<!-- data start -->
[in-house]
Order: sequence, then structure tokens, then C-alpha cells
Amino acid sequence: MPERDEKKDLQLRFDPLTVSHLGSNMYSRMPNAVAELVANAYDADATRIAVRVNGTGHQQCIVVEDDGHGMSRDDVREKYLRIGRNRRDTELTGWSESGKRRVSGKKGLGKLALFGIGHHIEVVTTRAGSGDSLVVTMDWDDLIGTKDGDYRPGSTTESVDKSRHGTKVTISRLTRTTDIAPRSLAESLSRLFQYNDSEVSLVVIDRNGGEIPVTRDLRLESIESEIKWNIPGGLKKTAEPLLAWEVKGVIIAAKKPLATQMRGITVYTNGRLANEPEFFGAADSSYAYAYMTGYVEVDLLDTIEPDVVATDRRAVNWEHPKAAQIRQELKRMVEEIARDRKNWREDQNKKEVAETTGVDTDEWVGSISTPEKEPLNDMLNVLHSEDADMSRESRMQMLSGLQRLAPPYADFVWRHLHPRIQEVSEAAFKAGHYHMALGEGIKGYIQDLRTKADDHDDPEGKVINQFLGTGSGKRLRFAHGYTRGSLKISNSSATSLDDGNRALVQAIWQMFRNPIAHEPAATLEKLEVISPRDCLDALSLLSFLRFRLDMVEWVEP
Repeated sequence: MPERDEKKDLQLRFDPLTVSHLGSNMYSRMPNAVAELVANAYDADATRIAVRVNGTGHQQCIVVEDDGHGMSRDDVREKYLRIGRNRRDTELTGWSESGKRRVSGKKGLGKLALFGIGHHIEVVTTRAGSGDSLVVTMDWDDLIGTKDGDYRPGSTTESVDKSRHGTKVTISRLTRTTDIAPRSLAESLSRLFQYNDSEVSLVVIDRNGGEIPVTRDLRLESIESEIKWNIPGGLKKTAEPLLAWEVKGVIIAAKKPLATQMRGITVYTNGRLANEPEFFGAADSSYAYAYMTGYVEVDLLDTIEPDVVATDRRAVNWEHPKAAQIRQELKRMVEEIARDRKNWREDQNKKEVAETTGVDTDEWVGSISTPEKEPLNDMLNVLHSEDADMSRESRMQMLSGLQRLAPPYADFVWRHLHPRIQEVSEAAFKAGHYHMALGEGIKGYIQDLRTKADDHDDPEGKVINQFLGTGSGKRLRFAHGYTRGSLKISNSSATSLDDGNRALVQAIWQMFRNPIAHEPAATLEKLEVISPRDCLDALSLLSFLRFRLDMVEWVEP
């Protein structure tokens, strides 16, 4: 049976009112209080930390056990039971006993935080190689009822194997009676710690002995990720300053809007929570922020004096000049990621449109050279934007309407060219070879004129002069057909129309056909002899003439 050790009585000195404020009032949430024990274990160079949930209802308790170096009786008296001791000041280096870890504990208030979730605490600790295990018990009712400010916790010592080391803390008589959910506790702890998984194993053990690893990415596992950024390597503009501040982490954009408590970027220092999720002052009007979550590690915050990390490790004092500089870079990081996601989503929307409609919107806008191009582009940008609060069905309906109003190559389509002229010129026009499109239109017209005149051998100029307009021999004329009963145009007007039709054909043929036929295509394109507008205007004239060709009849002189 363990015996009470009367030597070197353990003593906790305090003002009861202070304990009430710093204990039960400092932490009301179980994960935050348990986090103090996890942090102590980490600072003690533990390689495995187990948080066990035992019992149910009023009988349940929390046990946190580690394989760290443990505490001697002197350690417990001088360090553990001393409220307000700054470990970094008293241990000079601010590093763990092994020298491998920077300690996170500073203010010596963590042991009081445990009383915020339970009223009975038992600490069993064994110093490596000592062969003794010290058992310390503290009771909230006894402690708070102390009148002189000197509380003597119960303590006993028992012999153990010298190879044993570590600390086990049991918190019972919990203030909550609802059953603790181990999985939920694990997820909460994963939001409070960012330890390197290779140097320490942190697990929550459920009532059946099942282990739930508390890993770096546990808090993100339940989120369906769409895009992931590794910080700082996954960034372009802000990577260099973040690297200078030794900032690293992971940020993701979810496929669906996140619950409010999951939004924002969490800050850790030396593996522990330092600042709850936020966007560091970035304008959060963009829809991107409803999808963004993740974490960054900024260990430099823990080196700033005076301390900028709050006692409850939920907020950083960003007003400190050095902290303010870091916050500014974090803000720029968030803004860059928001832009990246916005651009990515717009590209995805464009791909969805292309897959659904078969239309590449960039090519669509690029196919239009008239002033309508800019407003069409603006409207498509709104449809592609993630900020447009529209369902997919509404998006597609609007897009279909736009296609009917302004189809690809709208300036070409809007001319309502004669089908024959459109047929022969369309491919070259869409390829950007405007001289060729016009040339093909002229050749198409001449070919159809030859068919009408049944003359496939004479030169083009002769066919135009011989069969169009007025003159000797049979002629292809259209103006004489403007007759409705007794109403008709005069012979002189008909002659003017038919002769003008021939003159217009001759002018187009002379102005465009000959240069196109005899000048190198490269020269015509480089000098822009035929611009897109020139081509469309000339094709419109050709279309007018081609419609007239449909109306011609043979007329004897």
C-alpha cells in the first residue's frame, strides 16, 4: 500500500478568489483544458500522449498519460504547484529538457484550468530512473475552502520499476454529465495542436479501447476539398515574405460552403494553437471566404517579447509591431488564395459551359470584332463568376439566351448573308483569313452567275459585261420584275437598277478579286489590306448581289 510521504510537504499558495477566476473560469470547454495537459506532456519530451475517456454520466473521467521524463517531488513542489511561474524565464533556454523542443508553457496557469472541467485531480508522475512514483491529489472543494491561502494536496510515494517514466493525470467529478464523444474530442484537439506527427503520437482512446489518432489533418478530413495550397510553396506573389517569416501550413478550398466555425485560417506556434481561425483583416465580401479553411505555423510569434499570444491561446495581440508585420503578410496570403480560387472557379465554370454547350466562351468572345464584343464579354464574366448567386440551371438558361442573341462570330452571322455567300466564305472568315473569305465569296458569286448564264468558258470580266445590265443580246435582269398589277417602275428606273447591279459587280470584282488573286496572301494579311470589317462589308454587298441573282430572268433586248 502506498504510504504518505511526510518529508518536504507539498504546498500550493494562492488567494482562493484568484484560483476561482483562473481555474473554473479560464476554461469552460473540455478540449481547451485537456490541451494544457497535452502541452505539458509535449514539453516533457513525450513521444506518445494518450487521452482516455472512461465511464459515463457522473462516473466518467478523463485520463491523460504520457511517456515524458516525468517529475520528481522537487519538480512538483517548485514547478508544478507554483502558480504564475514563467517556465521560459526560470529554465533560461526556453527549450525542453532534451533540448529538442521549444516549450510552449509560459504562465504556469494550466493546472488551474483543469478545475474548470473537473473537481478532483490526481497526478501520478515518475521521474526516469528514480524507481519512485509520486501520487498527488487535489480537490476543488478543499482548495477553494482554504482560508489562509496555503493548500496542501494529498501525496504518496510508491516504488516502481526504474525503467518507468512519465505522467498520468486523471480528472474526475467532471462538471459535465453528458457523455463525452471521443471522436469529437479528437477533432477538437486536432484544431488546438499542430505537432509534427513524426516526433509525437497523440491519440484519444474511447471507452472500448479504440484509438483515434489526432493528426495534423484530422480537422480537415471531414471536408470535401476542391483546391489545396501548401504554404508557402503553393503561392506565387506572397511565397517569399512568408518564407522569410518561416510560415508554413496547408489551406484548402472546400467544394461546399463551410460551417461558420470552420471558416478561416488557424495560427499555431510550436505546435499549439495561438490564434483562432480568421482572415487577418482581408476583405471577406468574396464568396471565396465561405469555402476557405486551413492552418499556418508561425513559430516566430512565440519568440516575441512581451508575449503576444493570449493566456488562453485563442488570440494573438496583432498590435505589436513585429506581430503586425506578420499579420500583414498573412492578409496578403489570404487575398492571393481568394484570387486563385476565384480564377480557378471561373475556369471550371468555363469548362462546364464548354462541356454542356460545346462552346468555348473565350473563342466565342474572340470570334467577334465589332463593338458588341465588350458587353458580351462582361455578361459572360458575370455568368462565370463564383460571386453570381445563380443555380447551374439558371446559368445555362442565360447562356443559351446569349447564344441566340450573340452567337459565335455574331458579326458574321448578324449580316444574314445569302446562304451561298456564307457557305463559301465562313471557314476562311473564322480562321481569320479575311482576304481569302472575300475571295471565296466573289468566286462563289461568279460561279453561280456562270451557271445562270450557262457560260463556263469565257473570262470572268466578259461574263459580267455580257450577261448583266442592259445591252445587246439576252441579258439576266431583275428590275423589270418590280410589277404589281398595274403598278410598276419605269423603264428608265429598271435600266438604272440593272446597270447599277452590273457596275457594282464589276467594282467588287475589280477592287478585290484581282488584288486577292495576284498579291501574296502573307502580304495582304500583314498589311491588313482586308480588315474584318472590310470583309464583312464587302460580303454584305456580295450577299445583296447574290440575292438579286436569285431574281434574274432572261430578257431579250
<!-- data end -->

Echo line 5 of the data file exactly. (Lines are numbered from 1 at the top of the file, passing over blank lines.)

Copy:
């Protein structure tokens, strides 16, 4: 049976009112209080930390056990039971006993935080190689009822194997009676710690002995990720300053809007929570922020004096000049990621449109050279934007309407060219070879004129002069057909129309056909002899003439 050790009585000195404020009032949430024990274990160079949930209802308790170096009786008296001791000041280096870890504990208030979730605490600790295990018990009712400010916790010592080391803390008589959910506790702890998984194993053990690893990415596992950024390597503009501040982490954009408590970027220092999720002052009007979550590690915050990390490790004092500089870079990081996601989503929307409609919107806008191009582009940008609060069905309906109003190559389509002229010129026009499109239109017209005149051998100029307009021999004329009963145009007007039709054909043929036929295509394109507008205007004239060709009849002189 363990015996009470009367030597070197353990003593906790305090003002009861202070304990009430710093204990039960400092932490009301179980994960935050348990986090103090996890942090102590980490600072003690533990390689495995187990948080066990035992019992149910009023009988349940929390046990946190580690394989760290443990505490001697002197350690417990001088360090553990001393409220307000700054470990970094008293241990000079601010590093763990092994020298491998920077300690996170500073203010010596963590042991009081445990009383915020339970009223009975038992600490069993064994110093490596000592062969003794010290058992310390503290009771909230006894402690708070102390009148002189000197509380003597119960303590006993028992012999153990010298190879044993570590600390086990049991918190019972919990203030909550609802059953603790181990999985939920694990997820909460994963939001409070960012330890390197290779140097320490942190697990929550459920009532059946099942282990739930508390890993770096546990808090993100339940989120369906769409895009992931590794910080700082996954960034372009802000990577260099973040690297200078030794900032690293992971940020993701979810496929669906996140619950409010999951939004924002969490800050850790030396593996522990330092600042709850936020966007560091970035304008959060963009829809991107409803999808963004993740974490960054900024260990430099823990080196700033005076301390900028709050006692409850939920907020950083960003007003400190050095902290303010870091916050500014974090803000720029968030803004860059928001832009990246916005651009990515717009590209995805464009791909969805292309897959659904078969239309590449960039090519669509690029196919239009008239002033309508800019407003069409603006409207498509709104449809592609993630900020447009529209369902997919509404998006597609609007897009279909736009296609009917302004189809690809709208300036070409809007001319309502004669089908024959459109047929022969369309491919070259869409390829950007405007001289060729016009040339093909002229050749198409001449070919159809030859068919009408049944003359496939004479030169083009002769066919135009011989069969169009007025003159000797049979002629292809259209103006004489403007007759409705007794109403008709005069012979002189008909002659003017038919002769003008021939003159217009001759002018187009002379102005465009000959240069196109005899000048190198490269020269015509480089000098822009035929611009897109020139081509469309000339094709419109050709279309007018081609419609007239449909109306011609043979007329004897």